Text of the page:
• Ease into your new workouts instead of running headlong in so it’s less of a strain on your body. You can do this by taking more modifications in your first class or starting your runs shorter or at a slower pace, for example.
  • Do what you can to support your immune system – drink lots of water, take your vitamins, get enough rest, and eat lots of fruits and veggies.
  • Make sure you are fueling your body. Eat healthful, whole foods rather than overprocessed, prepackaged foods lacking in nutrition.
  • Make sure you clean off your own personal yoga mat regularly as well. It could be carrying germs from the last time your were sick and all that sweat on it can breed bacteria. Plus, it goes on the floor where people’s dirty shoes have been as well.
  • Listen to your body – rest when you feel tired, give yourself enough time between workouts, don’t push it if you feel like you’re overdoing it.

Once you’ve gotten over this hurdle, be sure to check out my tips for keeping yourself motivated to workout so you can keep up the good work!

3 thoughts on “Why Do I Get Sick When I Start a New Gym Routine?

  1. Yeah that’s true.I often change routines every 3-4 months and whenever I do so, the level of soreness and tiredness I feel after the new workout is much more higher than usual and I agree with what you said- when your body undertakes new kinds of pressure and tension, it takes time to ”adjust” itself with that.

  2. And for those of us that get sick, but don’t workout at a gym? I’ve tried to start getting back into shape several times now and just end up being too sick to stick to the program within the first few days.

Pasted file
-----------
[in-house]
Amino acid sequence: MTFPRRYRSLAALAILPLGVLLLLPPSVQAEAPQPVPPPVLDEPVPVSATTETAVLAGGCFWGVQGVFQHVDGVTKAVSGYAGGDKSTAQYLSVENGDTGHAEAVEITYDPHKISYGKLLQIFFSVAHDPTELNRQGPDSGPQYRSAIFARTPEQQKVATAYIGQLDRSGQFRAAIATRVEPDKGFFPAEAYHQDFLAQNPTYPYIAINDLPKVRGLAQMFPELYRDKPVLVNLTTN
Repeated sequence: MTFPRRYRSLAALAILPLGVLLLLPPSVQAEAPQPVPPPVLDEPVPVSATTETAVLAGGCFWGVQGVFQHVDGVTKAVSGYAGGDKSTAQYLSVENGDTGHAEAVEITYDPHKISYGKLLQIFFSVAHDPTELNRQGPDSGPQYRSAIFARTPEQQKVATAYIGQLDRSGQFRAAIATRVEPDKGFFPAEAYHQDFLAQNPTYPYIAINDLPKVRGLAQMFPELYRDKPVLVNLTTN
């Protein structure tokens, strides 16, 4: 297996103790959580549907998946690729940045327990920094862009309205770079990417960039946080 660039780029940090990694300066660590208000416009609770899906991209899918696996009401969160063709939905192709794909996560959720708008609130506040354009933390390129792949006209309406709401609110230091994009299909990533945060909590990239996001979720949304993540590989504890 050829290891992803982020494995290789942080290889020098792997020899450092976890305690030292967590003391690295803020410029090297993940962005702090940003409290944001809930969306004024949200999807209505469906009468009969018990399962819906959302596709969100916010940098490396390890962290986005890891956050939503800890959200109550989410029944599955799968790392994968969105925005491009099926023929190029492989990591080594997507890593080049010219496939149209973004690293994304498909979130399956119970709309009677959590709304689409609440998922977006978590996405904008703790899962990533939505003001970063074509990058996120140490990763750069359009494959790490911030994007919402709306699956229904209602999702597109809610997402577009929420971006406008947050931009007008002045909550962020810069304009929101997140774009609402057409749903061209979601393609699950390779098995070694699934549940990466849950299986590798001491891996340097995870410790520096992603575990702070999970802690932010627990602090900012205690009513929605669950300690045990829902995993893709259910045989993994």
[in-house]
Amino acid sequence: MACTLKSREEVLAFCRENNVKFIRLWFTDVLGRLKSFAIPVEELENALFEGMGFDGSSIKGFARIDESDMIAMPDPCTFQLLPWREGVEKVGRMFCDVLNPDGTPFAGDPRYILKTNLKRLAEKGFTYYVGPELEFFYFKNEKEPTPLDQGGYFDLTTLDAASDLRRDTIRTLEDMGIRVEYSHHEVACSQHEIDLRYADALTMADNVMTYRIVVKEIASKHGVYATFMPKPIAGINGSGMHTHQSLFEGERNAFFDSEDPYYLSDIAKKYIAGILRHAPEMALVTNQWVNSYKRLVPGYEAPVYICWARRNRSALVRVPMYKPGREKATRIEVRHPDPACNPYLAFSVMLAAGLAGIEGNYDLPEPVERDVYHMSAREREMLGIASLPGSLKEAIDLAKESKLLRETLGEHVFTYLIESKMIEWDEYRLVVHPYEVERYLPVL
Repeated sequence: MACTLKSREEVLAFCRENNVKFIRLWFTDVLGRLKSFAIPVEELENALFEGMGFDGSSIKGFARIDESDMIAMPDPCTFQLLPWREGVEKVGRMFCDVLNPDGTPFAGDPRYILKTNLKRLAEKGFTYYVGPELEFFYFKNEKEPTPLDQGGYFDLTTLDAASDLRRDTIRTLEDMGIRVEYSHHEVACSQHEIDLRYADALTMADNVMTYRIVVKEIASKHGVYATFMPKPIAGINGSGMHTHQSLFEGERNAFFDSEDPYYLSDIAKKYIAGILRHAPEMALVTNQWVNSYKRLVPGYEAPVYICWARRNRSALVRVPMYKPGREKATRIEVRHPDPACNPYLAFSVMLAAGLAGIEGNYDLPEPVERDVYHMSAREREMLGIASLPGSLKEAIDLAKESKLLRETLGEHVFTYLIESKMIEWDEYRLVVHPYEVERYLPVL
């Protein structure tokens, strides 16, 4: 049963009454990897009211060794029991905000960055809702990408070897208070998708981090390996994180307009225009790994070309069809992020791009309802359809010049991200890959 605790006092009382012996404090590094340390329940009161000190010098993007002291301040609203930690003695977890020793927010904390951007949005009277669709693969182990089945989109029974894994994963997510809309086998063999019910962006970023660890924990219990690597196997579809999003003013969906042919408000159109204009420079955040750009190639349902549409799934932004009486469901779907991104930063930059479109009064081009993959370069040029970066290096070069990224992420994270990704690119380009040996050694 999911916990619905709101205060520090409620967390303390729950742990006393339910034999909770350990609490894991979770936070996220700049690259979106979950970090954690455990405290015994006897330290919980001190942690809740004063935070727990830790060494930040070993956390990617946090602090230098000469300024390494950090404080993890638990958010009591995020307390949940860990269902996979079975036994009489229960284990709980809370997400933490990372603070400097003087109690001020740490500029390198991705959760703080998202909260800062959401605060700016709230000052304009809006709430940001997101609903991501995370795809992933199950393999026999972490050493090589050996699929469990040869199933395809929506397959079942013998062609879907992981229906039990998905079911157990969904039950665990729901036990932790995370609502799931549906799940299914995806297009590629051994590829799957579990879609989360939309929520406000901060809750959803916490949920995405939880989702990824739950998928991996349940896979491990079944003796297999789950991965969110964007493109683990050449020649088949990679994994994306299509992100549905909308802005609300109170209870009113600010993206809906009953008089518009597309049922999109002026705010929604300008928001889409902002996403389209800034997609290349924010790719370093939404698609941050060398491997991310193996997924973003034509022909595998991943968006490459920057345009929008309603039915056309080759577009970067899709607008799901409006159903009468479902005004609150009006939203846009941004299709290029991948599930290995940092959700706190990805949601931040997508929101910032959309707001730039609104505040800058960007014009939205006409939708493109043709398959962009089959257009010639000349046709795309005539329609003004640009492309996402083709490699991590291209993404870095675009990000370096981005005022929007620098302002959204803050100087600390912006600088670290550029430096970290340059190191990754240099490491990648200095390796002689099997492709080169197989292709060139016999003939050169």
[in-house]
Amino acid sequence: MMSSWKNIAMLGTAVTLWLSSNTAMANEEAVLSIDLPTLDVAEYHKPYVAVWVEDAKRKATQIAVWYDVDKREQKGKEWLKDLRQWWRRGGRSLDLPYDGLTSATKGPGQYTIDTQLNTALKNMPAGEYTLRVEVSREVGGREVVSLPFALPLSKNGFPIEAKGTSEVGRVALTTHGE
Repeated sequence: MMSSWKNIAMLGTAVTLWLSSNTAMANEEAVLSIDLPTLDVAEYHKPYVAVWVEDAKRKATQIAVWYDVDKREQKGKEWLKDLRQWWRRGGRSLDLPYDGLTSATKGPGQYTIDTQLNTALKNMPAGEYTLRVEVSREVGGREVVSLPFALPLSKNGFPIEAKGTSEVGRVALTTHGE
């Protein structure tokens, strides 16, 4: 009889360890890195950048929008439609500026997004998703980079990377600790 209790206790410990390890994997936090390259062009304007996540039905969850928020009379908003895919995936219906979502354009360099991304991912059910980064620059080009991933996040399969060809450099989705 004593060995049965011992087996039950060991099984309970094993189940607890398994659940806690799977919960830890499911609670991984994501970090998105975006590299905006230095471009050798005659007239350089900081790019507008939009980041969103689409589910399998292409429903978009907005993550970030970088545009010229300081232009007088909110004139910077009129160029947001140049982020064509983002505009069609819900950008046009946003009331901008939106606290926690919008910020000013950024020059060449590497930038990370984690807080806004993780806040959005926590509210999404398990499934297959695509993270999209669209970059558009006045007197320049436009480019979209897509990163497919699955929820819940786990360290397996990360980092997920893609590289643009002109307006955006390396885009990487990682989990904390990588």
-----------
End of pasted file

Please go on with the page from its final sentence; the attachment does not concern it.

They’re not intensive programs and I do take a rest day in between workout days.

    1. That is a really great question and I thank you for asking it! A number of things could be going on and, without knowing you and your specific routine and situation, it’s hard to say; however, here are a couple possibilities. If you already have a high-stress life (demanding career, busy schedule, personal or financial stress), even adding a less intensive new workout routine could be what pushes your immune system to that point where you are more susceptible to germs, viruses, etc., especially if you take public transportation frequently or are frequently in environments where you come into contact with a lot of germs, like hospitals or schools. Even moderate exercise is a stressor on your body. Another question I would have is what is going on with your diet at the time that you’re starting these new routines as that can play a role as well. For a lot of people, a new exercise routine comes with a decrease in calories and it’s important that you are fueling your body sufficiently and with high-quality foods rather than pre-packaged “diet” foods.

      While your programs are not “intensive,” as you put it, it may be beneficial to scale them back even more to start out with (even if you don’t feel challenged) and gradually increase the intensity over time to give your body and your immune system time to adjust. You may also want to talk to your physician about supplements that could be helpful as well.

      I hope that was helpful! Best of luck!

Leave a Reply